And I am the King of May, which is the power of sexual youth,
and I am the King of May, which is industry in eloquence and action in amour,
and I am the King of May, which is long hair of Adam and the Beard of my own body,
and I am the King of May, which is Kral Majales in the Czechoslovakian tongue,
and I am the King of May, which is old Human poesy, and 100,000 people chose my name,
and I am the King of May, and in a few minutes I will land at London Airport,
and I am the King of May, naturally, for I am of Slavic parentage and a Buddhist Jew…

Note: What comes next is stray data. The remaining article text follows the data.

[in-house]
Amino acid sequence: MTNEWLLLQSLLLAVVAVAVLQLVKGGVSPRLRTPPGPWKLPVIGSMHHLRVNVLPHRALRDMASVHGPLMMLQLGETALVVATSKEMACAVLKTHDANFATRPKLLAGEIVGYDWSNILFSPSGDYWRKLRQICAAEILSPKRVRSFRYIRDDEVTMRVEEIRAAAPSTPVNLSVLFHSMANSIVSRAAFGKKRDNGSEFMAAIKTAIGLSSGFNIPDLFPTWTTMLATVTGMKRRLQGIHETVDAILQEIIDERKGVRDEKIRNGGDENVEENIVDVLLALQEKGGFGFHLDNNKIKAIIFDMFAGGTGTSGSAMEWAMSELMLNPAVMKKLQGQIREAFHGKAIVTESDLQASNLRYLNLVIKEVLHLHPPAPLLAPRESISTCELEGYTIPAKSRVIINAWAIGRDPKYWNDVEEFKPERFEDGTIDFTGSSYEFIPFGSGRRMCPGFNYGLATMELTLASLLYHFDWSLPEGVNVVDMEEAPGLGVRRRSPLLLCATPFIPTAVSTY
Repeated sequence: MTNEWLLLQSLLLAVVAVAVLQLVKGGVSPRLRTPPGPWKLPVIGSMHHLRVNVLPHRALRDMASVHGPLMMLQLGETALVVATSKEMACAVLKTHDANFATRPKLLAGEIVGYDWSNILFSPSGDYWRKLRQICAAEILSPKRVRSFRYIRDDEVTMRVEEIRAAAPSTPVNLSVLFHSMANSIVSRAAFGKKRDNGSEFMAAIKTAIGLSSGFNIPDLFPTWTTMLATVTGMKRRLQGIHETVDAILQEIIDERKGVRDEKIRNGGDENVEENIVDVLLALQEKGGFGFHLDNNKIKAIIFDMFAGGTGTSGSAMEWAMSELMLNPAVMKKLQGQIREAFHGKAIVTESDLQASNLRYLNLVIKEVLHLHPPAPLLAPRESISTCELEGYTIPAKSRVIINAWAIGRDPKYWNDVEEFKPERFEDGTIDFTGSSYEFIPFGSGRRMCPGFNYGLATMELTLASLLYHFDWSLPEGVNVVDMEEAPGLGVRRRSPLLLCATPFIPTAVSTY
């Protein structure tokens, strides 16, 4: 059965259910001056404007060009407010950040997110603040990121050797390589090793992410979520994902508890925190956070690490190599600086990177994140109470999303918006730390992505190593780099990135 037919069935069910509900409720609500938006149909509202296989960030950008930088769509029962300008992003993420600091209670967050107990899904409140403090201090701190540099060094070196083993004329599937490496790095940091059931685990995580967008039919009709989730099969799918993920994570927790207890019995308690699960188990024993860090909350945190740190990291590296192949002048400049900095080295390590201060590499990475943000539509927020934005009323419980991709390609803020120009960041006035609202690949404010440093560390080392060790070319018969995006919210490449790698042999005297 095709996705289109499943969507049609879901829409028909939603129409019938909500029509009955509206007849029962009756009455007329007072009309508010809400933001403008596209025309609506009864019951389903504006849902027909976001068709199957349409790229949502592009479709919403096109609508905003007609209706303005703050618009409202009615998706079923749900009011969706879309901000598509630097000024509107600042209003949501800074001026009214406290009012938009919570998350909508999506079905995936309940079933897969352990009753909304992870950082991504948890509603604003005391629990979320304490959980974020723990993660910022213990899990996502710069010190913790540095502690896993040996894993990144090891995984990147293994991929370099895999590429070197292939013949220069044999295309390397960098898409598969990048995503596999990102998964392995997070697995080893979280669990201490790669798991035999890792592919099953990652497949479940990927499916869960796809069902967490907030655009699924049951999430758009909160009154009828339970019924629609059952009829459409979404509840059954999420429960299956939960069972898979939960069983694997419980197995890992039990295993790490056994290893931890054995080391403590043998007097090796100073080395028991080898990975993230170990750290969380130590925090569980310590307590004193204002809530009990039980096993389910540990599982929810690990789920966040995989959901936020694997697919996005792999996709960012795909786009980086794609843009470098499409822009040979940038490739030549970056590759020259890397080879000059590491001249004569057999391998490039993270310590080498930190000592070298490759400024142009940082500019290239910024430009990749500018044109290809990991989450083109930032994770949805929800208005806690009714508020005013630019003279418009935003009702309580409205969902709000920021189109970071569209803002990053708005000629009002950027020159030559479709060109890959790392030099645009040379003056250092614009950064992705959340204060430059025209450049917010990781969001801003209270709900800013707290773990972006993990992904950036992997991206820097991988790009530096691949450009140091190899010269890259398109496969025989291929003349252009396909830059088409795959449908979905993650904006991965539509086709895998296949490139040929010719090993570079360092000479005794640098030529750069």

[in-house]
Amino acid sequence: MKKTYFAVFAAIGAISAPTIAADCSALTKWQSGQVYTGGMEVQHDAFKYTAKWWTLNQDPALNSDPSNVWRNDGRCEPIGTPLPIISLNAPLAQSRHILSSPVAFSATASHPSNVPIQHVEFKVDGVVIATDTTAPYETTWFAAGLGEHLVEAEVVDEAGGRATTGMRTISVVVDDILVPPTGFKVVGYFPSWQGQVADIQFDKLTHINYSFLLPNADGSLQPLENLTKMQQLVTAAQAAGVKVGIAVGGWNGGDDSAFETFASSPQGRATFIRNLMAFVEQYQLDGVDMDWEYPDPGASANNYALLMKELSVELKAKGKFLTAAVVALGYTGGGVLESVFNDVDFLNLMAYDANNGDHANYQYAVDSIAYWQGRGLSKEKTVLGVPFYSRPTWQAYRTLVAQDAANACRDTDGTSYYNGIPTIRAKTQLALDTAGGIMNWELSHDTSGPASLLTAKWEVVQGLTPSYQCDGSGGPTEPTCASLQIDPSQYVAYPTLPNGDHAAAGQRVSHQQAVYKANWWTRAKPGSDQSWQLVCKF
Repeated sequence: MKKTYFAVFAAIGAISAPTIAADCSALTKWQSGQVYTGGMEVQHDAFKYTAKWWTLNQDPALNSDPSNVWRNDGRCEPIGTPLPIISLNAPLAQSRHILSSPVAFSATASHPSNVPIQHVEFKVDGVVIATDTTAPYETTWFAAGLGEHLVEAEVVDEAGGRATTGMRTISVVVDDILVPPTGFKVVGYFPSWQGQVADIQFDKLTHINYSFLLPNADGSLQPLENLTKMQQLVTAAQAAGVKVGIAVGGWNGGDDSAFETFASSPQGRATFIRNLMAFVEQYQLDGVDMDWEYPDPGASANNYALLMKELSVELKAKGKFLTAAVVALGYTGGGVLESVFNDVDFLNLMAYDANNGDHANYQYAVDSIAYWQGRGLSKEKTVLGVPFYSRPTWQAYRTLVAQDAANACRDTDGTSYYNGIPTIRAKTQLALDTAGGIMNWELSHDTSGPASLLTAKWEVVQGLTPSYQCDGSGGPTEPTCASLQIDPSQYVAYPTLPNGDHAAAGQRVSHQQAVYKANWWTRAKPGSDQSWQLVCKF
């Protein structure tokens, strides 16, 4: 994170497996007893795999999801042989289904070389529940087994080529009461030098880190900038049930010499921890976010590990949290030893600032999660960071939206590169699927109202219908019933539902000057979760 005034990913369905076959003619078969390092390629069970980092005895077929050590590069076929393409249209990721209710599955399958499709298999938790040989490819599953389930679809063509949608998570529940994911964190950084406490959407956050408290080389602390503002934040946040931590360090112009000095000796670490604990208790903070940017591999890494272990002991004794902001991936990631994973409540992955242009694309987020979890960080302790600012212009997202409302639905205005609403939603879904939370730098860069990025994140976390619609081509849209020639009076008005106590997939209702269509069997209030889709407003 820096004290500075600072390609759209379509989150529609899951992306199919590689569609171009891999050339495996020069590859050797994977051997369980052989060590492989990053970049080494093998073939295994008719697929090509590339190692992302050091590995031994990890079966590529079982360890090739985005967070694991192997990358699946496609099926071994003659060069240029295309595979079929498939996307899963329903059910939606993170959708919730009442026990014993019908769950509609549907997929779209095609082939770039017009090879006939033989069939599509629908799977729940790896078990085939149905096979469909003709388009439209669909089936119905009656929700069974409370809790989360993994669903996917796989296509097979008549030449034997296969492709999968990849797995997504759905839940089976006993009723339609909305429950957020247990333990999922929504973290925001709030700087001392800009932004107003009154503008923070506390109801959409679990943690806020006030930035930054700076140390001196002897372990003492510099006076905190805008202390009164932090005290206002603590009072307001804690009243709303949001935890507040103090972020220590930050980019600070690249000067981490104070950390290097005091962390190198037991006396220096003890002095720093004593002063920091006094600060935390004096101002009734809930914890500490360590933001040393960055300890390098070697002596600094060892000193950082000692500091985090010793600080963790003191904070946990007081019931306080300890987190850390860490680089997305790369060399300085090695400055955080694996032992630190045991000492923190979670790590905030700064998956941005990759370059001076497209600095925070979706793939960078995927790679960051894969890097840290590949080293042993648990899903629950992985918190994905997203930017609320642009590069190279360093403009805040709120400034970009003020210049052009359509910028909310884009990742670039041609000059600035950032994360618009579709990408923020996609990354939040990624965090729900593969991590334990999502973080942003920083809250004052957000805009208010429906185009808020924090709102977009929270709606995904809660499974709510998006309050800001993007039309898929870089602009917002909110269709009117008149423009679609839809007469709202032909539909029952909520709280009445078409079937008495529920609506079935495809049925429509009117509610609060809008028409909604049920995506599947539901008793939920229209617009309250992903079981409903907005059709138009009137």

It has been remarked a dozen dozen times that the strength of the Zapatista struggle, and its broad appeal, is that it does not seek to take state power, but to “open a space for democracy,” to transform social relations. What this effort at transformation implies is that power does not reside merely in the authority of the state or in the hand of the market, visible or invisible; popular power, people’s power, and ultimately, the power of mass movements to shape history, resides in culture and in the fonts of culture’s creation and proliferation–work, play, love, child-rearing, art-making, stewardship of the land, the cultivation of community. This is to say that one of the lessons to be gleaned from the Zapatistas–both from their fire and from their word–is that power resides in the production and reproduction of human dignity, and–for a lack of my own words to name it–in the revolution of everyday life.